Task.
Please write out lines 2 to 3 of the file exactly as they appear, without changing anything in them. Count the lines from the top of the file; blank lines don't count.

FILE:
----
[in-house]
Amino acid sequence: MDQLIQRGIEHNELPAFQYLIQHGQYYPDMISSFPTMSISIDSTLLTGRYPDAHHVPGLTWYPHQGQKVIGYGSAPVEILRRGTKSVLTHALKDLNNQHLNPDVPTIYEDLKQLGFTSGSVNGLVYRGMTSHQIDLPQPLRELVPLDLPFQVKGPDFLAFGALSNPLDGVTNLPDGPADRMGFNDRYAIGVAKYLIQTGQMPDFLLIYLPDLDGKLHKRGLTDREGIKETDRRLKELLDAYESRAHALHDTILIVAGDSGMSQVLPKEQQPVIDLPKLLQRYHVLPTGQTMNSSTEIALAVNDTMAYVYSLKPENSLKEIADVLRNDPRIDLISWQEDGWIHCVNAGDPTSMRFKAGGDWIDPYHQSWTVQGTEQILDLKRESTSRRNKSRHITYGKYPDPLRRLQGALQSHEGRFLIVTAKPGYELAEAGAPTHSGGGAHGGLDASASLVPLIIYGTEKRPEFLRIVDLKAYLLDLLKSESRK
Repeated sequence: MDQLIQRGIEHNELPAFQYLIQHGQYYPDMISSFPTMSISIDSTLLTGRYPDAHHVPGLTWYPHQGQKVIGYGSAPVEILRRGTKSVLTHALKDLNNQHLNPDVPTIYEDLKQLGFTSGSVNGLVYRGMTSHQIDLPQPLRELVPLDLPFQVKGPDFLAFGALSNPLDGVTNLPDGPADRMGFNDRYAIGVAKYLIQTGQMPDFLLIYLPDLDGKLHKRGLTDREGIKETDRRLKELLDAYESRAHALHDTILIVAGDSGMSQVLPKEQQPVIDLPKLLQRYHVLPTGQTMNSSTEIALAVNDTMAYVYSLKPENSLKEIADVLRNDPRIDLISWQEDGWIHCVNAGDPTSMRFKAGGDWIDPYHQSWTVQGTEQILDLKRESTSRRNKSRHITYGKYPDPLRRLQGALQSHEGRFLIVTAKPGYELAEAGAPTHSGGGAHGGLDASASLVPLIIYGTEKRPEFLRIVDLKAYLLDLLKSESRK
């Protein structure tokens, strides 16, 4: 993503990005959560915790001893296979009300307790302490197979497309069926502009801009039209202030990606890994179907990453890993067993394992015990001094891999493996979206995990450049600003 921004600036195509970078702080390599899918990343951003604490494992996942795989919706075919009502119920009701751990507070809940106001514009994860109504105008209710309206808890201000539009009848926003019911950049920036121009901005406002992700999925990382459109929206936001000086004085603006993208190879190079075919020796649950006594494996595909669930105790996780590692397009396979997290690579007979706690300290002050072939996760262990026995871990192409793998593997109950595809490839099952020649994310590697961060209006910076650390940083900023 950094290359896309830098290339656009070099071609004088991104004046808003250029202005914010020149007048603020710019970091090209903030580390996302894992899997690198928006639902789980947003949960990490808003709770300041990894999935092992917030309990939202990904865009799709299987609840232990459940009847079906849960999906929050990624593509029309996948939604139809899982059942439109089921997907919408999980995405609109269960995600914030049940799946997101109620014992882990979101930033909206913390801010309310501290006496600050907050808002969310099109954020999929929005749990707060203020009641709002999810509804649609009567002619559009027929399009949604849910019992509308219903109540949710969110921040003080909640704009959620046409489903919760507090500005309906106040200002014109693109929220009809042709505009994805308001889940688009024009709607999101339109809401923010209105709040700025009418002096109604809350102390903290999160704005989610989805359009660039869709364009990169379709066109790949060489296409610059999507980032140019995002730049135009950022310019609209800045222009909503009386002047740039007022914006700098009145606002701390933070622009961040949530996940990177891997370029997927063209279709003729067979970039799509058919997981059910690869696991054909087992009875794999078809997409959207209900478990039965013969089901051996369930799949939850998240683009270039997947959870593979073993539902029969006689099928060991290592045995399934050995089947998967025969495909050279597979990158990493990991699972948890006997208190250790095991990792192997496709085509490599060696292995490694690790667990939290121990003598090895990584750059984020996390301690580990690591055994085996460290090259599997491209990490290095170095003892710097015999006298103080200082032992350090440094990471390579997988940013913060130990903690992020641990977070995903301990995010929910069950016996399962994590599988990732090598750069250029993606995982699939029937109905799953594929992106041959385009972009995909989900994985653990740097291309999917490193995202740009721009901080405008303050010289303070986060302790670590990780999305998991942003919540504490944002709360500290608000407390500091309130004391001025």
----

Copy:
Amino acid sequence: MDQLIQRGIEHNELPAFQYLIQHGQYYPDMISSFPTMSISIDSTLLTGRYPDAHHVPGLTWYPHQGQKVIGYGSAPVEILRRGTKSVLTHALKDLNNQHLNPDVPTIYEDLKQLGFTSGSVNGLVYRGMTSHQIDLPQPLRELVPLDLPFQVKGPDFLAFGALSNPLDGVTNLPDGPADRMGFNDRYAIGVAKYLIQTGQMPDFLLIYLPDLDGKLHKRGLTDREGIKETDRRLKELLDAYESRAHALHDTILIVAGDSGMSQVLPKEQQPVIDLPKLLQRYHVLPTGQTMNSSTEIALAVNDTMAYVYSLKPENSLKEIADVLRNDPRIDLISWQEDGWIHCVNAGDPTSMRFKAGGDWIDPYHQSWTVQGTEQILDLKRESTSRRNKSRHITYGKYPDPLRRLQGALQSHEGRFLIVTAKPGYELAEAGAPTHSGGGAHGGLDASASLVPLIIYGTEKRPEFLRIVDLKAYLLDLLKSESRK
Repeated sequence: MDQLIQRGIEHNELPAFQYLIQHGQYYPDMISSFPTMSISIDSTLLTGRYPDAHHVPGLTWYPHQGQKVIGYGSAPVEILRRGTKSVLTHALKDLNNQHLNPDVPTIYEDLKQLGFTSGSVNGLVYRGMTSHQIDLPQPLRELVPLDLPFQVKGPDFLAFGALSNPLDGVTNLPDGPADRMGFNDRYAIGVAKYLIQTGQMPDFLLIYLPDLDGKLHKRGLTDREGIKETDRRLKELLDAYESRAHALHDTILIVAGDSGMSQVLPKEQQPVIDLPKLLQRYHVLPTGQTMNSSTEIALAVNDTMAYVYSLKPENSLKEIADVLRNDPRIDLISWQEDGWIHCVNAGDPTSMRFKAGGDWIDPYHQSWTVQGTEQILDLKRESTSRRNKSRHITYGKYPDPLRRLQGALQSHEGRFLIVTAKPGYELAEAGAPTHSGGGAHGGLDASASLVPLIIYGTEKRPEFLRIVDLKAYLLDLLKSESRK